|Jackie Clune as Julie Burchill|
20 Questions With...Jackie Clune
Date: 10 June 2002
Actress & comedienne Jackie Clune, who opens this week in Julie Burchill Is Away, reveals the highs & lows of solo shows & her admiration for the Queen of Spleen.
A former drama lecturer, Jackie Clune has forged an eclectic career combining stand-up comedy with singing, acting, writing and presenting.
Her many one-woman comedy cabaret shows, which have toured the country and been presented in the West End, include Chicks with Flicks, Follow the Star, It's Jackie and last year's Bitchin', while amongst her more conventional theatre outings have been Dan Rebellato's one-woman play Showstopper, A Wedding Story, The Vagina Monologues and numerous productions with Red Rag Women's Theatre Company, which she helped to found.
On television, Clune's writing and performing credits have encompassed Comedy Nation, Smack the Pony, The Staying In Show and even a small part on the BBC soap EastEnders.
Clune also spent several years presenting Jackie Clune's Breakfast Show and The Lavender Lounge for Greater London Radio/BBC London Live amongst numerous other radio appearances; toured the country hosting the cult Sing-a-long-a Sound of Music; took part in five Stonewall Equality Shows at the Royal Albert Hall; and provided the warm-up act for The Puppetry of the Penis in the West End and on a UK and global tour.
Amongst her other talents, Clunes is noted for her uncanny impression of Karen Carpenter's singing voice and has recorded two dance versions of Carpenters' classics Calling Occupants and Close to You which became club anthems.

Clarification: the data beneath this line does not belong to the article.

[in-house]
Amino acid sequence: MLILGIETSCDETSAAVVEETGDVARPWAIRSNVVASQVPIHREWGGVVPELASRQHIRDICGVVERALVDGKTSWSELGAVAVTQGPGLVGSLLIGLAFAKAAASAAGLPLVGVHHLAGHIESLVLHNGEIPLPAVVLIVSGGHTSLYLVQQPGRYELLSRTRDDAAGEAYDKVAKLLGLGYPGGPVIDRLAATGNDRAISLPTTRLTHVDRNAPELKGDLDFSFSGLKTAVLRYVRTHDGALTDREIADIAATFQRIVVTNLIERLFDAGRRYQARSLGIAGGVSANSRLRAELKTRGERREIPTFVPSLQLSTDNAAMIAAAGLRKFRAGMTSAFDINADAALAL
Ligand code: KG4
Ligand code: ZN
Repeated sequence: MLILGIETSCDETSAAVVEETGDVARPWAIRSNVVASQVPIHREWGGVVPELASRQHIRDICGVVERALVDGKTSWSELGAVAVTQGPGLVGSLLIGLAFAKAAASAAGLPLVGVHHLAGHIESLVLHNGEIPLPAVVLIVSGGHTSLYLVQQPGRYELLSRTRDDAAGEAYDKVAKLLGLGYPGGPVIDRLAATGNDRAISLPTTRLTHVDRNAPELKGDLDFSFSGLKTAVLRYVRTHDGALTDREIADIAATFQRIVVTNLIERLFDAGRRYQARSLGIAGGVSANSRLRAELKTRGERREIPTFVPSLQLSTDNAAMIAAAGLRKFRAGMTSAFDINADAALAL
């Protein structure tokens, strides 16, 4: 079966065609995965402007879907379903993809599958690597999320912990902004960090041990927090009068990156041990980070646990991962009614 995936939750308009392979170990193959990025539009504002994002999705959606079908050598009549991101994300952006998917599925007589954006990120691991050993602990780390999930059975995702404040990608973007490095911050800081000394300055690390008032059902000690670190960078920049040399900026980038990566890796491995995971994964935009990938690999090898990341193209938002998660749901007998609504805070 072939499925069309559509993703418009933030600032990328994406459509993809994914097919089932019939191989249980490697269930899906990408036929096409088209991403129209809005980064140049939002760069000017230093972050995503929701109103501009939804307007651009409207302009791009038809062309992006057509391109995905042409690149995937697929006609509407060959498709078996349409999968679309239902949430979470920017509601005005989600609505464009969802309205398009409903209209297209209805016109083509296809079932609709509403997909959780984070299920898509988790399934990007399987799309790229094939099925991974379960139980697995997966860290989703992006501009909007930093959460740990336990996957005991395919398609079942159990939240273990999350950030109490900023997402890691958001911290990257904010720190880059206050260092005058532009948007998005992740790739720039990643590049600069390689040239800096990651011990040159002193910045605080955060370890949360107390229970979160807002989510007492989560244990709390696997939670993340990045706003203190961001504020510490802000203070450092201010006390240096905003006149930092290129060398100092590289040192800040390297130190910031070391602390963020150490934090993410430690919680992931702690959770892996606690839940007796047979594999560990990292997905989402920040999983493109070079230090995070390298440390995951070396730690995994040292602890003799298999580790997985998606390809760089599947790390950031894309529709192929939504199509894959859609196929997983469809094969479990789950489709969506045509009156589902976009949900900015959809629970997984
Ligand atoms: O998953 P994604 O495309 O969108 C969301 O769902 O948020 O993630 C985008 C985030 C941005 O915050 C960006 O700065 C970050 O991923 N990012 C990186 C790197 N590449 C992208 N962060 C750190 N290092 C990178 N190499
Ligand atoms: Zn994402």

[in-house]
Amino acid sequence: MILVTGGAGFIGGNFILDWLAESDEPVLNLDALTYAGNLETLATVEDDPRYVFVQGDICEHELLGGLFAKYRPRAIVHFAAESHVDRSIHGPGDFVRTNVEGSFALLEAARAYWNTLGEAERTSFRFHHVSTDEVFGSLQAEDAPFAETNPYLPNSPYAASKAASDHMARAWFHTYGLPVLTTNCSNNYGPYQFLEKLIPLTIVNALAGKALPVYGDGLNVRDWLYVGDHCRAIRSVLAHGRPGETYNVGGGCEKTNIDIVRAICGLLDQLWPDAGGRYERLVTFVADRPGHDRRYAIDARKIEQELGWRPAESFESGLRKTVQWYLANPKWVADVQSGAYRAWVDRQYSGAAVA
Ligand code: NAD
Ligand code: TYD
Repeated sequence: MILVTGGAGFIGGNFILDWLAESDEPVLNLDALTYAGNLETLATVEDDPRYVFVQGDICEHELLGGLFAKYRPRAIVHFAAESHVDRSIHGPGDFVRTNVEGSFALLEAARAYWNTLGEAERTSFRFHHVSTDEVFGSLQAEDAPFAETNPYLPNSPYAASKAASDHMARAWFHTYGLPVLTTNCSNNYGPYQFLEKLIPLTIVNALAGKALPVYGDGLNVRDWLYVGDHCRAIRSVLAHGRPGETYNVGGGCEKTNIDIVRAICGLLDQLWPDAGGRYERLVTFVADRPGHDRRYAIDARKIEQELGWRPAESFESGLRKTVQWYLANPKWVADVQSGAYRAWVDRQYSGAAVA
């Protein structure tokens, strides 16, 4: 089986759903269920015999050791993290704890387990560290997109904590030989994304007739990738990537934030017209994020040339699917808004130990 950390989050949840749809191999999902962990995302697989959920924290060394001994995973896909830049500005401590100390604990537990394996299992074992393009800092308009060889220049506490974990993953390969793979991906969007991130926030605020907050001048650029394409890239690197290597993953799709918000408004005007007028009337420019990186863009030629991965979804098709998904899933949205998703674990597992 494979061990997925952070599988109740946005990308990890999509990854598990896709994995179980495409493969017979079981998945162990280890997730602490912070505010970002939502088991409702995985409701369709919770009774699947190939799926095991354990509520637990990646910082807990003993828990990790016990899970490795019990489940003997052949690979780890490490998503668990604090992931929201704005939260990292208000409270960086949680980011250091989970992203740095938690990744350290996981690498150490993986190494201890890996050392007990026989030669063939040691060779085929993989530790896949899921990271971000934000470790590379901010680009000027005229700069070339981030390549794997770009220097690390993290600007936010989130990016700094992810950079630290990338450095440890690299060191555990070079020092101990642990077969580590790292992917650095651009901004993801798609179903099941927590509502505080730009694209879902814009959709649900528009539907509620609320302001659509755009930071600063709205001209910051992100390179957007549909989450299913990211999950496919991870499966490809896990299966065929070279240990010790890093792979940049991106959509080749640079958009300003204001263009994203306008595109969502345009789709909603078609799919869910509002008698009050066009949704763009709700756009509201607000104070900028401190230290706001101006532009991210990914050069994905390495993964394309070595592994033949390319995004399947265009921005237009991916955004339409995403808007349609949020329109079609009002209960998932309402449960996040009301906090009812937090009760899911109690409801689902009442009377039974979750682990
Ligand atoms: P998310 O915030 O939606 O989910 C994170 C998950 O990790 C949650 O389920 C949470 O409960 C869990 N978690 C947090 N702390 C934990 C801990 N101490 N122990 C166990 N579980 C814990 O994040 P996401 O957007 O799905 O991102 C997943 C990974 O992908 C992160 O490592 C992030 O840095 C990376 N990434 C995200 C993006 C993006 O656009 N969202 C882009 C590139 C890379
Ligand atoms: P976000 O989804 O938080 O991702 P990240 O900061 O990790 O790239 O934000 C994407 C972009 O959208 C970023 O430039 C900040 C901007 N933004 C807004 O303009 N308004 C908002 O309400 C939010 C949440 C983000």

Clune opens this week at Soho Theatre in Julie Burchill Is Away, written for her by Tim Fountain with the full consent of the outspoken British journalist. The new one-woman play reveals the "untold story" about the Queen of Spleen's rise from a Bristol housing estate in the 1960s via the Groucho Club of the 1980s to her current home, an unfurnished Brighton mansion.
Date & place of birth
Born 13 December 1965 in Harlow, Essex.
Lives now in...
Hackney, north-east London
I did a drama degree at Kent University.
First big break
Singing Karen Carpenter songs at the Assembly Rooms in Edinburgh in 1995 and being spotted by a West End producer.
Career highlights to date
Being in EastEnders in 1997. I was in the bar at the Queen Vic thinking 'I'm in the bar at the Queen Vic!' It was hilarious. Taking part in the Stonewall Society (geared towards equality within the Gay Lesbian Bisexual and Transgendered persons community) Equality Shows at the Royal Albert Hall. And this (Julie Burchill Is Away). It's very challenging, a real hybrid between stand-up and acting, and I love the material.
Favourite productions you've ever worked on